A Derm-Approved Skin Care Routine For Oily Skin + Best Products
If you reach for oil blotting sheets or frequent powder touch-ups, you just might have oily skin. While mattifying makeup may help eliminate excess shine, there's actually a whole lot you can do with skin care alone to regulate your skin's oil production.
Skin care routines may have similar steps from person to person (you know the drill: wash, hydrate, SPF); however, the products used should be tailored to your skin type. To save you time, we've asked dermatologists for the best routine for oily skin.
To follow, an expert-approved, step-by-step routine for oily skin and a few winning products to get you started.
Step 1: Remove makeup + SPF.
As with any evening skin care routine, you must remove your makeup and SPF before going in for a deeper cleanse. "All skin types can benefit from oil cleansing, as oil cleansers work by gently lifting off dirt, debris, and makeup, without harming the skin," organic esthetician Katie Sobelman once told mbg.
If you have oily acne-prone skin, you'll want to opt for a noncomedogenic oil. A few grade-A options include jojoba oil, rosehip oil, hemp seed oil, evening primrose oil, sea buckthorn oil, tea tree oil, grapeseed oil, and tamanu oil.
If oil cleansers just aren't your thing, opt for micellar water and a reusable cotton pad instead.
Step 2: Cleanse.
Now you can move on to a deeper cleanse. Oily skin will benefit from an active cleanser, specifically, "if you have oily, acne-prone skin and you're dealing with breakouts and clogged pores," board-certified dermatologist Whitney Bowe, M.D., FAAD, tells mbg.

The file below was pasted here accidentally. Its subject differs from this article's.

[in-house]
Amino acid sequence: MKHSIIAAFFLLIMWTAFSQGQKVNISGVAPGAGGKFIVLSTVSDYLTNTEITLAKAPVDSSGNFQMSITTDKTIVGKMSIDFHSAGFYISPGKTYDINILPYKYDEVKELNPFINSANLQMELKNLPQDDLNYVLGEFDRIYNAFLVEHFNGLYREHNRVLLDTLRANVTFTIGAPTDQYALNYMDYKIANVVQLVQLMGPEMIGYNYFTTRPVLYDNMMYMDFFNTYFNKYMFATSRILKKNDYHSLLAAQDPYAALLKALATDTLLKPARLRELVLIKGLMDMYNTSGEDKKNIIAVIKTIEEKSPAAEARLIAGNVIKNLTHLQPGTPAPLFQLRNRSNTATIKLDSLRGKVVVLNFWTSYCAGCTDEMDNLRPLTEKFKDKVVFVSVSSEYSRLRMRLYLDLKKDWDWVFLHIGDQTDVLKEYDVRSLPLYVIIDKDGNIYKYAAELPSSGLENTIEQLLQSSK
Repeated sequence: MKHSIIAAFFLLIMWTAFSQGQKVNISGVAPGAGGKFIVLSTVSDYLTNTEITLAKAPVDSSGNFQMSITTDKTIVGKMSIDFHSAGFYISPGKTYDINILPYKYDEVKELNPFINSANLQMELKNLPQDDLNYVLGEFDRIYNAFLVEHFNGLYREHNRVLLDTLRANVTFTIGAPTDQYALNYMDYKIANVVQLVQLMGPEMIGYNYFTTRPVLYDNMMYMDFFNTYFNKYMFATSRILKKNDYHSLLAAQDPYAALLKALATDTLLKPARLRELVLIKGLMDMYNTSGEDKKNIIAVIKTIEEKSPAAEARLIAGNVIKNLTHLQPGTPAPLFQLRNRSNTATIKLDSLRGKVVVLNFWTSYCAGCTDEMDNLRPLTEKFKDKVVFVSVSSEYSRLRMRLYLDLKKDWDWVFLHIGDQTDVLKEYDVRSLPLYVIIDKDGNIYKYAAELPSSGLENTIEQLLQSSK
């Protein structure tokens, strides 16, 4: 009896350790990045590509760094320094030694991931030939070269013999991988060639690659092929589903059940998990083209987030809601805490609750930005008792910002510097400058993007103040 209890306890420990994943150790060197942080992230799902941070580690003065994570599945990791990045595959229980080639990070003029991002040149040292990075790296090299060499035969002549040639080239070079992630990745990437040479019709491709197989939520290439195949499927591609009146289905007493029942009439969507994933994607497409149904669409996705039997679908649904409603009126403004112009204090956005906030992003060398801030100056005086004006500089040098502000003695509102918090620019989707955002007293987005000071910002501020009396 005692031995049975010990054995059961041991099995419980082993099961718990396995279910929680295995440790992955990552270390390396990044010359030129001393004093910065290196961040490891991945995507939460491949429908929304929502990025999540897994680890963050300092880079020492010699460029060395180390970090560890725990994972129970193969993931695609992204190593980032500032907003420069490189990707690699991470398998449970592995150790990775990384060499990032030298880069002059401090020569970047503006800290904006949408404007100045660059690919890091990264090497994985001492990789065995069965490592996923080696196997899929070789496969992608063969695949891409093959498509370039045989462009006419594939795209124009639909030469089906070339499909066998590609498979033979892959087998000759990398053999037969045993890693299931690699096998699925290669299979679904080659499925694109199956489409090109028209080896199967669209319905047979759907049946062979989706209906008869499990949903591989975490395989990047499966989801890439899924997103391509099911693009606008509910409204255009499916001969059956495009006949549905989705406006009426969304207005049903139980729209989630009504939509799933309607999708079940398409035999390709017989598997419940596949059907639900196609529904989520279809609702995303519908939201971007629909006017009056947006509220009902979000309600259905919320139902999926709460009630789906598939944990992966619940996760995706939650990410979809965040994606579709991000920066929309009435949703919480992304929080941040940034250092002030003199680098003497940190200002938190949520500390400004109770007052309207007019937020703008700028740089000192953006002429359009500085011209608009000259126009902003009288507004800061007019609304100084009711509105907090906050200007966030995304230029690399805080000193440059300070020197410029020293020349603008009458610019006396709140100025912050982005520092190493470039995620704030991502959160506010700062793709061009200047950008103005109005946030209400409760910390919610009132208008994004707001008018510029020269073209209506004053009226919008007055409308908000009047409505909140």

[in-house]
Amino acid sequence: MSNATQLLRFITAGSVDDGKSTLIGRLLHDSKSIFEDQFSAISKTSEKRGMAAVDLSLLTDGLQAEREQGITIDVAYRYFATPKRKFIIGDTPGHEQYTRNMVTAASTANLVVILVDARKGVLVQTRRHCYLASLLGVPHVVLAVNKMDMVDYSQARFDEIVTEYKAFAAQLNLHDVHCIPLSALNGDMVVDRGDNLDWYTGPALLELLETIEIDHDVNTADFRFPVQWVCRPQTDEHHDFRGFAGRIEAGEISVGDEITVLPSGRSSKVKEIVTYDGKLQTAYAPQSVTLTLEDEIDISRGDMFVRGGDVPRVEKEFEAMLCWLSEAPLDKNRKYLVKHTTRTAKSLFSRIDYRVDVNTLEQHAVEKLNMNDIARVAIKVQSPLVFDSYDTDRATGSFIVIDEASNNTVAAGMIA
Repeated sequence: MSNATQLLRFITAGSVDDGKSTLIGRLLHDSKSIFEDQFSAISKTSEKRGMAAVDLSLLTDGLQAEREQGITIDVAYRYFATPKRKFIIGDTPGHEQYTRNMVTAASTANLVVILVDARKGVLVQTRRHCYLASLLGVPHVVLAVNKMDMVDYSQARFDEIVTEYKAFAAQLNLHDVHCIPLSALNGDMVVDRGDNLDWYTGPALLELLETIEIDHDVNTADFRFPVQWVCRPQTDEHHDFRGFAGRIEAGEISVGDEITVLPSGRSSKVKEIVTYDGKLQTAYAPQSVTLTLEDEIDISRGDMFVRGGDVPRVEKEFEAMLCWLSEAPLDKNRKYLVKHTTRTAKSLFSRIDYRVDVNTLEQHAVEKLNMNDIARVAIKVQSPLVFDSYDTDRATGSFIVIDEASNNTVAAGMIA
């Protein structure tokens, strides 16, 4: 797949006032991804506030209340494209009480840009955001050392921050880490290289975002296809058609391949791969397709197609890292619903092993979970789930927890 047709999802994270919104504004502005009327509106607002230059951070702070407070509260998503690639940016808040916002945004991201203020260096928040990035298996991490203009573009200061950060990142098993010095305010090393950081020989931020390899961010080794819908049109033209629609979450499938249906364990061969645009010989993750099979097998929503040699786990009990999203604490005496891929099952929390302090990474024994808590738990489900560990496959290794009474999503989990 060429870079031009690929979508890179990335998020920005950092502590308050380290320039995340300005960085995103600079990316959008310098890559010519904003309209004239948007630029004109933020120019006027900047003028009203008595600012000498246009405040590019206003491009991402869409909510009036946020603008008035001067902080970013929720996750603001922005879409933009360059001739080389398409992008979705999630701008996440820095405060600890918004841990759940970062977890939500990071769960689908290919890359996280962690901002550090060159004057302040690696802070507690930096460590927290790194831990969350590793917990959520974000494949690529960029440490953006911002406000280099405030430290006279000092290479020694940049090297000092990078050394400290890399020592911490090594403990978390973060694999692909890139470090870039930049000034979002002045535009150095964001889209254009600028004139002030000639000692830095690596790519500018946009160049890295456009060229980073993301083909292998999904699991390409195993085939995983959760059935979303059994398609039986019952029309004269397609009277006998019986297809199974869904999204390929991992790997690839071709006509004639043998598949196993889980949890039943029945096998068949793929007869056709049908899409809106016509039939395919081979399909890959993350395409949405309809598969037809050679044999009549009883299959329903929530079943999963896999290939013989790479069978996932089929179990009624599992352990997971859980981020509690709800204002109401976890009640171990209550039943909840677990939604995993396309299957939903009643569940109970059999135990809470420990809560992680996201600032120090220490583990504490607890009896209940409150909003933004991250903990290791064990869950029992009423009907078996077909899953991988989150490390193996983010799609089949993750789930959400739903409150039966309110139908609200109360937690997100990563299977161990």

Cleansers with salicylic or glycolic acid are preferable, board-certified dermatologist Jeremy Fenton, M.D., tells mbg. "These not only help to exfoliate the skin but also help to control oil," he explains.
Step 3: Toner or essence.
Let's be clear—toners aren't a necessity when it comes to basic skin care. That being said, if you want to add a toner as an extra step, then you'll have to decide between an astringent, an essence, and a classic toner.
Astringents like witch hazel will help to minimize excess oil. That being said, if you're using other oil-control products throughout the routine, you may opt for a hydrating toner or essence to restore moisture instead. Why? Oil control is all about balance, and if you strip your skin too much it may spur your skin into producing more sebum. Kind of the opposite effect of what we're trying to get here, no?
If you get oily in the T-zone only (i.e., have combination skin), then using an astringent toner in that area only may be a more strategic choice. This way, you'll get the benefit of an astringent where you need it and prevent drying out other areas on the face.
Step 4: Treat.
Here's where the magic happens. While you won't want to use retinol and exfoliants on the same evening, they will both come in handy for those with oily skin when used in a cyclical routine (yes, we're talking about skin cycling).
On the evenings you choose to exfoliate, pick your acids wisely. "Glycolic and salicylic acid are great exfoliants for oily skin," Fenton explains. Salicylic acid in particular may be a better choice for those with oily and acne-prone skin. "This beta-hydroxy acid is oil-soluble, allowing it to penetrate deep into pores, unclogging them," board-certified dermatologist Ramya Garlapati, M.D., explains.
One perk of having oily skin is that you may tolerate retinol products better than those with dry skin. Not only will you reap the benefits of retinol for healthy skin aging, but you'll also get the added bonus of reducing excess oil production, Fenton says.